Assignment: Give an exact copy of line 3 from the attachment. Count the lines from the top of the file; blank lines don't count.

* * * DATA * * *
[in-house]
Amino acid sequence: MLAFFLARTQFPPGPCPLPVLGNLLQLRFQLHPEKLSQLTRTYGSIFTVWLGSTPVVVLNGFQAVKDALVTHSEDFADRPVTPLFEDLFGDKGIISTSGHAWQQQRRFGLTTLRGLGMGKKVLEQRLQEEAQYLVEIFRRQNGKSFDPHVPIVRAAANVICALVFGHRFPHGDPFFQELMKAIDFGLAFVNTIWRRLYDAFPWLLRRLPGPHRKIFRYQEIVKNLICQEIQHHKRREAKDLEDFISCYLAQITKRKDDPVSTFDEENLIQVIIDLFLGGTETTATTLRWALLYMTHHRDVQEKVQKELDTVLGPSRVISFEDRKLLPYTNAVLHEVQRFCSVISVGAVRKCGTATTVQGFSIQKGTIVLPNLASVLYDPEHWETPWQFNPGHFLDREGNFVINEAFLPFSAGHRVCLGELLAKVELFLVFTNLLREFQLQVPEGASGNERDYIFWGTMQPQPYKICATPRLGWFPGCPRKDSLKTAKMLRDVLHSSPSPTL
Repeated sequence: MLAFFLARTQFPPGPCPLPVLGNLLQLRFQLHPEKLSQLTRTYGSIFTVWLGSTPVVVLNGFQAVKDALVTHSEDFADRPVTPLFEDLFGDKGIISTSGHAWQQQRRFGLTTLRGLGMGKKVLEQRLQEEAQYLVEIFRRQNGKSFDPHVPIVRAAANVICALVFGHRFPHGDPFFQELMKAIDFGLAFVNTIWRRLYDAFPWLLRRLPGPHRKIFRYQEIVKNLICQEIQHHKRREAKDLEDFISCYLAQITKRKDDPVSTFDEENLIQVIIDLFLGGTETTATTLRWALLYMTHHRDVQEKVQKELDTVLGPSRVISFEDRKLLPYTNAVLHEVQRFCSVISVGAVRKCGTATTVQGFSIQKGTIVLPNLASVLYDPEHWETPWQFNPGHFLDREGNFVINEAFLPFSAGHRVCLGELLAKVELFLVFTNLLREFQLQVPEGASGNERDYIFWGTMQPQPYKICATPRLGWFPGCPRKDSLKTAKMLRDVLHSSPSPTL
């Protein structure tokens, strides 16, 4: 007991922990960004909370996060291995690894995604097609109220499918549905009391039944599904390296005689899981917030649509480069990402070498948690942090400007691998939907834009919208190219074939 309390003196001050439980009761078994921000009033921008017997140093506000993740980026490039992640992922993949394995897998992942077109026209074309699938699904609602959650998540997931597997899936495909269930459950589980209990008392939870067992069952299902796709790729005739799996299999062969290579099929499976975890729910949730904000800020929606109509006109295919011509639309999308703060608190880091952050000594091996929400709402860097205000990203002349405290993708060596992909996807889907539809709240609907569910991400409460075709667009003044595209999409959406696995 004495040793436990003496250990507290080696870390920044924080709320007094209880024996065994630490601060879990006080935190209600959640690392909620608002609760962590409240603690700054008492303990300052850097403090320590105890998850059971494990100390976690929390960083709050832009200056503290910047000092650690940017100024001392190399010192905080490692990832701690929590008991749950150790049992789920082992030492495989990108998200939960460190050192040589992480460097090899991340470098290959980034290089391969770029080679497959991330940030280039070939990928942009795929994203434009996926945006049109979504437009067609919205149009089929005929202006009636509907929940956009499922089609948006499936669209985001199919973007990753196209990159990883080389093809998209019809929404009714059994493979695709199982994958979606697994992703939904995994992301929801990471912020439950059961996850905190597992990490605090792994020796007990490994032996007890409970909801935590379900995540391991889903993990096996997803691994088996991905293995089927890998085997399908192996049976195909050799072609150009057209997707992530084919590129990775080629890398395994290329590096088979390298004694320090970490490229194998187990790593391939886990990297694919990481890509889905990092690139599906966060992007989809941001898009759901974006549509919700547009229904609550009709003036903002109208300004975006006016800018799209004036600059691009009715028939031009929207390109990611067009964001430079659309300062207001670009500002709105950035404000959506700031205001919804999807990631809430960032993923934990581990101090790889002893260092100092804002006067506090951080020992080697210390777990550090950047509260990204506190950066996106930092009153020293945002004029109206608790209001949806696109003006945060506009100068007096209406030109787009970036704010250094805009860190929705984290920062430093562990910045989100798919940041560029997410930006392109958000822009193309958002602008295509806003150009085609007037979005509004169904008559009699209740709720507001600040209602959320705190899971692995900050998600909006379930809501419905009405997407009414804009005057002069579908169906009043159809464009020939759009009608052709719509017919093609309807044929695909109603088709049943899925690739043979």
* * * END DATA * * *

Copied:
Repeated sequence: MLAFFLARTQFPPGPCPLPVLGNLLQLRFQLHPEKLSQLTRTYGSIFTVWLGSTPVVVLNGFQAVKDALVTHSEDFADRPVTPLFEDLFGDKGIISTSGHAWQQQRRFGLTTLRGLGMGKKVLEQRLQEEAQYLVEIFRRQNGKSFDPHVPIVRAAANVICALVFGHRFPHGDPFFQELMKAIDFGLAFVNTIWRRLYDAFPWLLRRLPGPHRKIFRYQEIVKNLICQEIQHHKRREAKDLEDFISCYLAQITKRKDDPVSTFDEENLIQVIIDLFLGGTETTATTLRWALLYMTHHRDVQEKVQKELDTVLGPSRVISFEDRKLLPYTNAVLHEVQRFCSVISVGAVRKCGTATTVQGFSIQKGTIVLPNLASVLYDPEHWETPWQFNPGHFLDREGNFVINEAFLPFSAGHRVCLGELLAKVELFLVFTNLLREFQLQVPEGASGNERDYIFWGTMQPQPYKICATPRLGWFPGCPRKDSLKTAKMLRDVLHSSPSPTL